Carla Simón’s and Dominga Sotomayor Castillo’s shortform collaboration, Correspondencia (Correspondences), is a thrillingly urgent series of video letters. Read our review of Simón’s Summer 1993.
Given how fast the modern world moves, cinema often feels frustratingly behind the times. It’s one of the least urgent artforms because it takes so long to finance, produce, and release, with so many hoops to jump through along the way. The impact of a political or cultural event will be felt far sooner in art, photography, music, and even literature than it will in cinema.
Carla Simón’s and Dominga Sotomayor Castillo’s collaboration, Correspondencia (Correspondences), is so thrilling because it defies these perceived limitations of film. While it’s not a “quarantine film” — it was shot in late 2019 — its spirit feels akin to the films we’re seeing emerge as a response to the coronavirus pandemic: films made quickly and cheaply with resources available at home. Take Netflix’s series of quarantine films, Homemade, as an example, or Sophy Romvari and Mike Thorn’s short film, Some Kind of Connection. Correspondencia is just as homemade.
The film is a series of video “letters” between Simón and Sotomayor, who reside in Spain and Chile respectively. Over the course of 19 minutes, we see four letters sent between Simón and Sotomayor, each composed of new footage, archival footage, voiceover, and written text. “Dear Dominga. My grandmother died three months ago,” Simón’s first letter begins, the words written on screen with no accompanying voiceover. “We’re cleaning out her apartment.” We hear snippets of conversations and see grainy snapshots of details in the apartment, like clothes poking out of a wardrobe or a desk cluttered with plants and ornaments. She asks questions and leaves them hanging for us, the audience, and Sotomayor, her correspondent, to ponder: “Who will worry about me? Who will tell me about my mother?” More generally, she asks how we cope with a sudden absence in our lives. Simón concludes: “Now, my family is just two generations. There are no more grandmothers to learn from. There are no children yet to teach. Maybe we’ll have to make some?”
Correspondencia is a patient and considered dialogue between artists, in which two women take their time, alone, to consider what the other has shown them, and to respond with a thoughtful piece of art. The letters prompt Sotomayor and Simón to look within themselves and share parts of themselves with each other. Sotomayor’s letter in response to Simón’s opener shows us Sotomayor reckoning with the place her still-living grandmother holds in her own life, something she may not have considered if it weren’t for Simón’s video. She presents clips of a film her grandparents made when they were young, intercut with a shot-by-shot recreation of the same film that Sotomayor made decades later.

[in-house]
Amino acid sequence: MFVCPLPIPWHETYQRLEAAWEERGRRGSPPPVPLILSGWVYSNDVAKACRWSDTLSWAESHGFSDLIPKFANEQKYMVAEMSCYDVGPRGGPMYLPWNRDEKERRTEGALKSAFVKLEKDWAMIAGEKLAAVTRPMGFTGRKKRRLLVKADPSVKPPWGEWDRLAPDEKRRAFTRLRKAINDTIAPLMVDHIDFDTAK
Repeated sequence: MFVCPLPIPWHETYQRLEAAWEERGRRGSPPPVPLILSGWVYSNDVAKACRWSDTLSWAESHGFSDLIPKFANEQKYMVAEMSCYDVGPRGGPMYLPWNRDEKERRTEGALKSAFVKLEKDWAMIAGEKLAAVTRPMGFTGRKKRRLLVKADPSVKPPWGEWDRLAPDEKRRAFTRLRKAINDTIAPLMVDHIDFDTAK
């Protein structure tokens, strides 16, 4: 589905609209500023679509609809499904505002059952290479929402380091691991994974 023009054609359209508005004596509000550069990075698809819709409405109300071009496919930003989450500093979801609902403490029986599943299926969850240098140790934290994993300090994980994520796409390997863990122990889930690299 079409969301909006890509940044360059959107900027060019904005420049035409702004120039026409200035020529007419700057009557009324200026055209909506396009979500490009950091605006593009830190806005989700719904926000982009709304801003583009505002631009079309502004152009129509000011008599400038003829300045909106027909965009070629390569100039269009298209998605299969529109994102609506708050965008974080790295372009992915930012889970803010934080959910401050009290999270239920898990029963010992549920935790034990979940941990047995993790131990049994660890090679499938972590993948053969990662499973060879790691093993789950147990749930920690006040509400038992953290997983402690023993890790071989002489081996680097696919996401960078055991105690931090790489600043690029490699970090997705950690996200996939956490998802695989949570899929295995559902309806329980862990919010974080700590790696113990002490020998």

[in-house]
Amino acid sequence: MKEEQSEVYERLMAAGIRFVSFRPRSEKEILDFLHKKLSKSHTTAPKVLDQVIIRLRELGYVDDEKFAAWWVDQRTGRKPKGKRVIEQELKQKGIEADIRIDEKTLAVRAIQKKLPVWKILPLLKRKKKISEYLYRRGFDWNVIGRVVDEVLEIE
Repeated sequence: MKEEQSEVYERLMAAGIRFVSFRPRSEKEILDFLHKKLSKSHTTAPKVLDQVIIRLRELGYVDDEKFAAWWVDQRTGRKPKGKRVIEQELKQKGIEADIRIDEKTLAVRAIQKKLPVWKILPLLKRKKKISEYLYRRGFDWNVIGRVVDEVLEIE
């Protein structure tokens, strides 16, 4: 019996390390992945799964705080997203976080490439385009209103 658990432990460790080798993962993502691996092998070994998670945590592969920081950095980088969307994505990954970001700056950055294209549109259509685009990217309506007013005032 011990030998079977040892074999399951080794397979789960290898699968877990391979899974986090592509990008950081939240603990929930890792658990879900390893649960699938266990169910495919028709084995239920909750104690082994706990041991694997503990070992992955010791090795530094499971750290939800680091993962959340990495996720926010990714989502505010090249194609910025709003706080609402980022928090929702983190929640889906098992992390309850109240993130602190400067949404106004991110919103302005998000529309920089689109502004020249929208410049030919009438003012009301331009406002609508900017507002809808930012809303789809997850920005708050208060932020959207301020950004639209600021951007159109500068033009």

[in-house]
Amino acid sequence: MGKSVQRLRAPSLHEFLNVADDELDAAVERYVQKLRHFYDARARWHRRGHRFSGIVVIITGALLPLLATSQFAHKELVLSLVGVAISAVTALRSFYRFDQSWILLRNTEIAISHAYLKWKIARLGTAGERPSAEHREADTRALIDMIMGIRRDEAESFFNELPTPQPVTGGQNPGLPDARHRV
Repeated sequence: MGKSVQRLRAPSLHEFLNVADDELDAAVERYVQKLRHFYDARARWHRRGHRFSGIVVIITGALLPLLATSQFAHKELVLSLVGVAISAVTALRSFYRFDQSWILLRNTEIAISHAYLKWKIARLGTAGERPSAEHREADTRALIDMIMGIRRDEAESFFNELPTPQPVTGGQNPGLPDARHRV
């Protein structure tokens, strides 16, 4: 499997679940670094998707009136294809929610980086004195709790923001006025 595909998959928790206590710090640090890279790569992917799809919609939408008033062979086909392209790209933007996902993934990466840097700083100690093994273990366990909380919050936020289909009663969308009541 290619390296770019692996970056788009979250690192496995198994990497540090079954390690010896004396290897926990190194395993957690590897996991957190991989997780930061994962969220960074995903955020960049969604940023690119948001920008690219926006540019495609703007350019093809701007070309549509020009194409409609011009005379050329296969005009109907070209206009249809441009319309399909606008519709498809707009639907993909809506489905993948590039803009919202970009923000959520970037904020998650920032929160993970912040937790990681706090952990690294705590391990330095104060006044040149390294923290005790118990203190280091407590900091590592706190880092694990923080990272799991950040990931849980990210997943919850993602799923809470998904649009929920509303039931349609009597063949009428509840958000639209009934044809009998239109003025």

The next stage of their correspondence begins with Simón continuing to build on the ideas explored in the first letters — until Sotomayor’s final letter takes an unexpected turn. Simón writes, “Dear Dominga. I was deeply moved by the images of your mother, your grandmother, and your grandfather. It made me want to show you the only images I have of my biological mother.” Next, there’s a silent clip of a woman, Simón’s biological mother, lying drowsily in bed, looking into the camera. Simón presents this clip with little verbal commentary on its personal significance, but we sense, in how she lingers on the image of her mother, that this piece of film means a lot to her, and that Sotomayor’s art has made her want to reveal more of herself to Sotomayor.
The film then shifts from this reflective tone and archival footage to end with Sotomayor’s final letter, which details the current uprising in Chile that Sotomayor has been living through since her last letter. It’s a startling account of how such world-shaking events impact the artists living through them; Simón still has the luxury to reflect on her past, present, and future through cinema while Sotomayor lives second by second, bringing her camera to the streets to capture fresh horrors as they happen. Her previous letter feels so far away, even though it’s little over a month old: in that letter, she included footage of her mother speaking in hopeful terms about the country’s political future, whereas here, she includes first-person footage of the violent revolution and speaks of the brutal murder of protestors. We see Sotomayor’s perspective transform as her shooting style changes from the artful, romantic black-and-white film stock of the first letter into something more akin to the urgency of live news footage.
Correspondencia changes as quickly as the times change — and as evidenced by our current devastating news cycle, that’s very quick indeed. Most of the time, our insight into how one piece of art influences or inspires another person is through reviews written a year after the film was shot, or interviews where a filmmaker cites whatever decades-old film inspired their latest work. Correspondencia creates a rare dialogue between two filmmakers and allows us to see how they shape each other’s work, as if in real time. It’s a chronicle of the power of art to inspire art, and to facilitate an urgent, timely conversation.